Philippe Sands on the origins of genocide and family wartime secrets
- Credit: Archant
It was a yellow scrap of paper found in his mother’s Belsize Park flat that set human rights barrister Philippe Sands on a quest that led to personal and professional discoveries.
In an old briefcase of papers was the Norwich address for a Miss Tilney, who it emerged had saved his mother’s life, transporting her from Nazi-occupied Vienna to Paris in 1939.
“I found the story behind the extraordinary woman who saved my mother’s life. Elsie Tilney was an evangelical Christian missionary who met my grandfather Leon in Paris.
“He asked her to bring his infant daughter from Vienna. They never saw each other again and she was interned in Stalag 121 in Vittel.”
Answering questions about Leon’s origins, how and why he was separated from Ruth and wife Rita, the Hampstead resident uncovered connections with three other men, one a defendant at the post-war Nuremburg Trials, the other two prosecutors.
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Standing trial was Hitler’s former personal laywer and Governor General of Poland, Hans Frank. Prosecuting were two lawyers charged with creating legal definitions for acts so gross they almost defied langauge.
Hersch Lauterpacht and Rafael Lemkin invented the terms ‘Crimes Against Humanity’ and ‘Genocide’ that Sands still uses in the criminal court in the Hague where he has been “actively involved in cases of mass killings in the last 20 years, in Yugoslavia, Congo, Iraq and Rwanda”.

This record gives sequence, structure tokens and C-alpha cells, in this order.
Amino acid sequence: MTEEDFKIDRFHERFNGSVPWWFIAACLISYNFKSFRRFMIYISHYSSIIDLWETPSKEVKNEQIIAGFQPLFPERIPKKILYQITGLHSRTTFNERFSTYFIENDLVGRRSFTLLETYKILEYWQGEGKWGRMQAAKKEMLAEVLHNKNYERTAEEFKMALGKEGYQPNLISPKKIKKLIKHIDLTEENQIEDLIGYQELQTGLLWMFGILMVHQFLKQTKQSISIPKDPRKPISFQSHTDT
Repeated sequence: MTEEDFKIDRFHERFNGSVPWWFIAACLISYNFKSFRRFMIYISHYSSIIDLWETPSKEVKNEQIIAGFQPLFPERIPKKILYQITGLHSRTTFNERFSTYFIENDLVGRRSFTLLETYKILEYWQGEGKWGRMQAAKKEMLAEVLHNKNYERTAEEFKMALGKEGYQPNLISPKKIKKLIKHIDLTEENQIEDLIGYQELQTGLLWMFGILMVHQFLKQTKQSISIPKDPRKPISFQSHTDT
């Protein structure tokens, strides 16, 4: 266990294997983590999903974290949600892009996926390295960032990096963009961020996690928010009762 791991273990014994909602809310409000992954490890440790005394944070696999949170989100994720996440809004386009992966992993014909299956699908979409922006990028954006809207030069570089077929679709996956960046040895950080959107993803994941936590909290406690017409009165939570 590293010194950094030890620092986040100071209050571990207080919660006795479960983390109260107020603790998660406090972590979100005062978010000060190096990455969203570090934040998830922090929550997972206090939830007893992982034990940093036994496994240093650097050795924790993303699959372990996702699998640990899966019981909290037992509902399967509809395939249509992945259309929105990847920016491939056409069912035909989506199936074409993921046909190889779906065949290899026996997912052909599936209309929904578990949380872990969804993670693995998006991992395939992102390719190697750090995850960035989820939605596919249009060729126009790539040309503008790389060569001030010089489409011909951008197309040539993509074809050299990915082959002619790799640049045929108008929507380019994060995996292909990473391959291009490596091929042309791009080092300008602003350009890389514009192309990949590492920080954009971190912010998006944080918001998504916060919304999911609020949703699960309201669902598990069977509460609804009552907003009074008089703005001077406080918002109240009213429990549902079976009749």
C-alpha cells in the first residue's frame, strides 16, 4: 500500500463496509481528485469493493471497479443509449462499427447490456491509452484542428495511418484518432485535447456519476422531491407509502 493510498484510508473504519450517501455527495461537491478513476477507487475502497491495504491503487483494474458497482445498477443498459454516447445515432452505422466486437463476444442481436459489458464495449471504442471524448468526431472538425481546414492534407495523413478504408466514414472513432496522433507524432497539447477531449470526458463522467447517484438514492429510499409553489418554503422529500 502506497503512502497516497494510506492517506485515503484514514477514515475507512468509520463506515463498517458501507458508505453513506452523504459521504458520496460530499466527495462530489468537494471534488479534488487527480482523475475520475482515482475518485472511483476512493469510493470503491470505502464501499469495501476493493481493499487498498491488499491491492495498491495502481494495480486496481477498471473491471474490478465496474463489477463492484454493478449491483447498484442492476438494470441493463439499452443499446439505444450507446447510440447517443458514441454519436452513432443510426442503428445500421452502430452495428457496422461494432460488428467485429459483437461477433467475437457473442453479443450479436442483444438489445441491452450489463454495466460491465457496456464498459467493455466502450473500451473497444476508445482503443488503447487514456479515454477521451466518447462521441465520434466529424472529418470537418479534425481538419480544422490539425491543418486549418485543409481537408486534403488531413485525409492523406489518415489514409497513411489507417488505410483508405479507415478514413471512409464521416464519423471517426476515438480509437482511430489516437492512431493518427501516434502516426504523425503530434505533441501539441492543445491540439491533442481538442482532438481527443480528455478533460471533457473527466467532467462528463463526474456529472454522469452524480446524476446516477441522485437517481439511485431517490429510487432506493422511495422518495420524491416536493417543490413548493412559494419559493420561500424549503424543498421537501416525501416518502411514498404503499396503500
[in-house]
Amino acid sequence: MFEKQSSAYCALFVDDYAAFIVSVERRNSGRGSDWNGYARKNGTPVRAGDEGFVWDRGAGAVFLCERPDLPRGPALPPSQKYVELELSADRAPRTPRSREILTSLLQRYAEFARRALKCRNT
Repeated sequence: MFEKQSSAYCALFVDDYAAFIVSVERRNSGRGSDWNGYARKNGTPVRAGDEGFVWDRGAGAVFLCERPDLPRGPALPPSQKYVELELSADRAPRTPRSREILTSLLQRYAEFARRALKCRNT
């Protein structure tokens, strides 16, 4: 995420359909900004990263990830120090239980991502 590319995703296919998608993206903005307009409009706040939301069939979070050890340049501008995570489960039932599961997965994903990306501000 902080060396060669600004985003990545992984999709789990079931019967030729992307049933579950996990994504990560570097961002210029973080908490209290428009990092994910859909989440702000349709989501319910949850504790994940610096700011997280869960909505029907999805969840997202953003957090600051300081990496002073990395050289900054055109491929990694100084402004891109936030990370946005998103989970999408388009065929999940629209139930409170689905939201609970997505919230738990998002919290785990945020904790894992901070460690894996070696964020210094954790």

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“In the 1940s there were no international rules that stopped a state from killing its own population. Those men came up with two new concepts; crimes against humanity; the protection of individuals, and genocide; the protection of groups. There’s a tension between them that goes to the heart of who we are. Are you an individual or a member of a group? How should the law protect against mass killing? I oscillate between an empathy for how in law you have to focus on the individual, but in life you are members of a group.
“We grapple with torn loyalties, try to reconcile essential questions of identity and decision making.”
During the trials, Lauterpacht and Lemkin didn’t know the fate of their extended families from Lviv in Ukraine. Only at the end did they learn that the man they were prosecuting had wiped them - and Leon’s family out.
“It’s difficult to imagine how they felt,” says Sands, who believes his book East West Street (Weidenfeld & Nicholson £20) has resonated “because it tells personal stories and connects them to the big political and international issues right now”.
Sands (pictured centre with Frank’s son Niklas, right) knew little of his family history before uncovering heartbreaking facts about the choices his grandfather made and the losses he suffered.
“My greatest regret is that I never had a conversation with Leon about what he lost and what kept him going.”
Hans Frank was hanged in 1946 for murdering 4 million people.
“It seems incredible that a highly educated, cultured man could do such a thing. His son says it was ‘a lack of civil courage’
“Not doing the right thing when you come to that crossroads is the central question of the book. Frank allowed his identity as a senior Nazi to dominate his individual instinct of what was right. That’s the common theme across the cases I do, people allow their group identity to trump their individual convictions.”
Sands’ event is on Sun 26 at 12.30